Earache

Tuesday, January 10, 2017

An earache is a sharp, dull or burning pain in one of both ears. In todays 60 Second Housecall, Dr. Edward Hill tells us more about earaches and what causes them.

Dr. Hill:

Earaches usually occur in children but they can occur in adults as well. A tube called the Eustachian tube connects the middle ear with the back of the nose. Normally this tube lets fluid drain out of the middle ear. If bacteria or viruses infect the lining of the Eustachian tube, the tube gets swollen and fills with thick mucus. This keeps fluid in the ear from draining normally. Bacteria can grow in the fluid, increasing pressure behind the eardrum and causing pain.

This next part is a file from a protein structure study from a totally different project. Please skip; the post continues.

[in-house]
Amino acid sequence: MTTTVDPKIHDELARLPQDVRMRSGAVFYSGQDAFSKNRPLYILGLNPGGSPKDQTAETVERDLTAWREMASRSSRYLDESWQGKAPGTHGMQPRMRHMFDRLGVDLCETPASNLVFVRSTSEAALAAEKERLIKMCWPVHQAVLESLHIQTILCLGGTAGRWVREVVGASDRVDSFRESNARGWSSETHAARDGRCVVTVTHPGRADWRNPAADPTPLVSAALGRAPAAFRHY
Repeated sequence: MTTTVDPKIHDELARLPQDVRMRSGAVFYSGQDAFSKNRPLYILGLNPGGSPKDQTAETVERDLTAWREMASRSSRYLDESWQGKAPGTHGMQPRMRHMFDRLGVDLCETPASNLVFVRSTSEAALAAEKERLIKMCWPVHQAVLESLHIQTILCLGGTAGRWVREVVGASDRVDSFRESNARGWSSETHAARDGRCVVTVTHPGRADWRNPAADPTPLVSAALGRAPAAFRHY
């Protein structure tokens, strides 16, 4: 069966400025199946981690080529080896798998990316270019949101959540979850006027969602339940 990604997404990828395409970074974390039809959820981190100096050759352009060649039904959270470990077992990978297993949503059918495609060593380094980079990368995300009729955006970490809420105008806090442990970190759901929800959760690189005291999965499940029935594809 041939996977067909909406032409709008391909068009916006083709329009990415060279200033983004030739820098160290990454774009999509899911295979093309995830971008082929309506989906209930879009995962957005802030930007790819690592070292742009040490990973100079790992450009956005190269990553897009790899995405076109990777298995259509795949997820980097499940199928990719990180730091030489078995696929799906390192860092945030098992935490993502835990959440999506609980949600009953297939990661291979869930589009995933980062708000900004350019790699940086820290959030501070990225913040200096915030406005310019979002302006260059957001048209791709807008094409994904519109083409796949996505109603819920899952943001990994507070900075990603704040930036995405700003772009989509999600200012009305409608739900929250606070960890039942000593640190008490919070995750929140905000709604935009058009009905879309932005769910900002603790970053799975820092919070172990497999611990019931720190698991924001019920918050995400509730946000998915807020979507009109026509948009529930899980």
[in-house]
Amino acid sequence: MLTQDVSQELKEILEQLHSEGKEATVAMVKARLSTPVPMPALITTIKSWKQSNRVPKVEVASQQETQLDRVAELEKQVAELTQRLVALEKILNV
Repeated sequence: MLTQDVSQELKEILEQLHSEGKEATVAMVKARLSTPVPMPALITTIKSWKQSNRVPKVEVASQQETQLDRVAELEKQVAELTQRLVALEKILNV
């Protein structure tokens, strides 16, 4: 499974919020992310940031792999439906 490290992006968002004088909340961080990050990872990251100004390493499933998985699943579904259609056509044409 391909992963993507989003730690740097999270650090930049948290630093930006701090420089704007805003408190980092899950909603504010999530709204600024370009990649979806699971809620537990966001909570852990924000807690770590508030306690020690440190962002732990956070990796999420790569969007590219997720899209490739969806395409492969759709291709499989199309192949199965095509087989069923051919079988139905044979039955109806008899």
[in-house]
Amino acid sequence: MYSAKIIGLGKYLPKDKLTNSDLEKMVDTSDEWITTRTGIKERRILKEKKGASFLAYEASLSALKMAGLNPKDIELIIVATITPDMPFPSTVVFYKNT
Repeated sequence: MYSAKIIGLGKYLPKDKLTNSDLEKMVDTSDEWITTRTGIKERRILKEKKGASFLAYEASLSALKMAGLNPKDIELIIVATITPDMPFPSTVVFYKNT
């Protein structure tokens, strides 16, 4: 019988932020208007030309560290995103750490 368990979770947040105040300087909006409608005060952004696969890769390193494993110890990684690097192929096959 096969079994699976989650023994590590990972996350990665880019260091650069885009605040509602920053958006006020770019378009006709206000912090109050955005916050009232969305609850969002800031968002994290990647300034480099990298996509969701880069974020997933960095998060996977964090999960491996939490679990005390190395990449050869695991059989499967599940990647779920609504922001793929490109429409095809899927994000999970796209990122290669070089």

The most common symptoms of an acute middle ear infection are ear pain and fever. Acute ear infections usually clear up within one or two weeks. After an infection, fluid may stay in the middle ear. This may lead to more infections and hearing loss.

If your doctor thinks the infection is caused by bacteria, he or she may prescribe an antibiotic. Pain relievers like acetaminophen and ibuprofen can help with the pain and reduce fever. Your doctor may also prescribe ear drops to relieve pain.

For North Mississippi Medical Center, Im Dr. Edward Hill.